Some consumers find that their applications for new credit are denied due to having too many recent inquiries in the last 12 months. If you have been denied credit for this reason, there could be a couple of underlying problems causing the lender to deny your application.
|“Too Many Recent Inquiries in the Last 12 Months”||Credit Bureau Risk Score Factors|
First of all, a lender may feel that you are desperate for new credit. Such desperation is a sign that something else has occurred. Loss of a job, a medical emergency or some other financial crisis could be prompting you to apply for credit so that you can temporarily continue to pay your other bills. Even if you fail to open an account, simply applying for credit lowers your score. Failure to open the account suggests that you were denied credit, even if the application was approved but you changed your mind.
Lenders also may balk if they feel you are hastily taking on new credit. Attempting to open many new accounts in a short period of time indicates that you are not using your credit wisely. A lender wants to see that you can handle your current accounts before attempting to open a new one.
Finally, lenders want to know that you will be using the account if it is opened. They incur certain costs to supply the account to you and want to ensure that their return on investment will be profitable.
Fair Isaac credit risk models reserve 10% of the credit scoring formulas for new credit. Attempting to open several credit accounts in a 12 month span is detrimental to your credit scores, since it indicates risky consumer behavior. Those inquiries actually remain on your credit reports for 24 months. Most of the damage associated with opening a new account is limited to the first year, with particular emphasis on the most recent 6 month period.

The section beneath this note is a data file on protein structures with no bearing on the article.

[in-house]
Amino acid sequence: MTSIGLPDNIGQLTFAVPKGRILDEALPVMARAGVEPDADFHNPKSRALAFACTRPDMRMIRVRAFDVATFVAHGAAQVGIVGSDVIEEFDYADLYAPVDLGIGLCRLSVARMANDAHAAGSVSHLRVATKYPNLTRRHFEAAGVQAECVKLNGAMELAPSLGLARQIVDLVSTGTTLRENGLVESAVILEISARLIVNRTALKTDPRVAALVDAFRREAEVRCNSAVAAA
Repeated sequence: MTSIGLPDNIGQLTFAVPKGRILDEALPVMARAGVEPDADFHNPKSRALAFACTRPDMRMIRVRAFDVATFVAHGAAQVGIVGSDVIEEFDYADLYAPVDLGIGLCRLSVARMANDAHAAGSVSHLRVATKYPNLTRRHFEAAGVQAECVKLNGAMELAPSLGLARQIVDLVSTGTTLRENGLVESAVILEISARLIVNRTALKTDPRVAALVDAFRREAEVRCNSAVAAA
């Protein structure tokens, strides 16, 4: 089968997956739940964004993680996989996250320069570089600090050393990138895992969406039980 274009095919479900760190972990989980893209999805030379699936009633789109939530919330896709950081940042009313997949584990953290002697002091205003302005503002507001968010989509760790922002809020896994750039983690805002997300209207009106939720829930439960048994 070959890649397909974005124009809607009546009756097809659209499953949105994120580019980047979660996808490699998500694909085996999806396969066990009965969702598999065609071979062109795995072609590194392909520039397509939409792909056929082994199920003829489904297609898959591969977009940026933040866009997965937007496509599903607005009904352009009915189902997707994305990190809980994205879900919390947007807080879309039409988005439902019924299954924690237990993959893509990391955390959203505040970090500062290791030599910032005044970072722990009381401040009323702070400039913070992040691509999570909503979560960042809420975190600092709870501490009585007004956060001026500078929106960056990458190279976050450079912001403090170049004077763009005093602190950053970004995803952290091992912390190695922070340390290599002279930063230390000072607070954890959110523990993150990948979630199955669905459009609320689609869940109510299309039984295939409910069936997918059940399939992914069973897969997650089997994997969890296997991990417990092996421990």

If you have received this error code in response to a credit application, understand that the lender is concerned that you are trying to take on more debt than you can handle. This is a well-documented risk factor that is incorporated in credit scoring formulas. The best response is to actually postpone future credit applications. Give your credit profile some time to heal. Focusing on other scoring components such as paying down your debt balances may allow your scores to increase more rapidly, clearing the way for new credit approvals down the road.
Too many recent inquiries in the last 12 months is Code 8 on FICO-based credit scoring products. It is code T5 on NextGen scoring products. For more information on credit scoring, see the complete list of credit score factors.
Long is a graduate of the University of North Carolina at Chapel Hill with a B.A. in Industrial Relations. He subsequently received his Certificate in Nonprofit Management from Duke University. His Certificate in Financial Planning was issued by Florida State University.
Long has achieved the Accredited Credit Counselor and Accredited Financial Counselor certifications through the Association for Financial Counseling, Planning and Education. Long originally achieved the Certified Credit Counselor designation through the National Institute for Financial Education.
In addition to years of nonprofit leadership, Long has been an innovator in the field of volunteer tax return preparation programs. He assists volunteer associations and nonprofit organizations who seek to integrate credit counseling and asset-building programs with free personal income tax preparation. His approach to using free credit reports as both an incentive and a screening tool for placement into asset-building programs has been shared with members of the National Community Tax Coalition, the EITC-Carolinas Initiative of MDC, Inc. and nonprofit groups across the Carolinas.
Long assists members of our armed forces in the Carolinas, Iowa, Rhode Island, Georgia and Germany with financial readiness. Please support our Soldiers, Marines, Airmen and Sailors!
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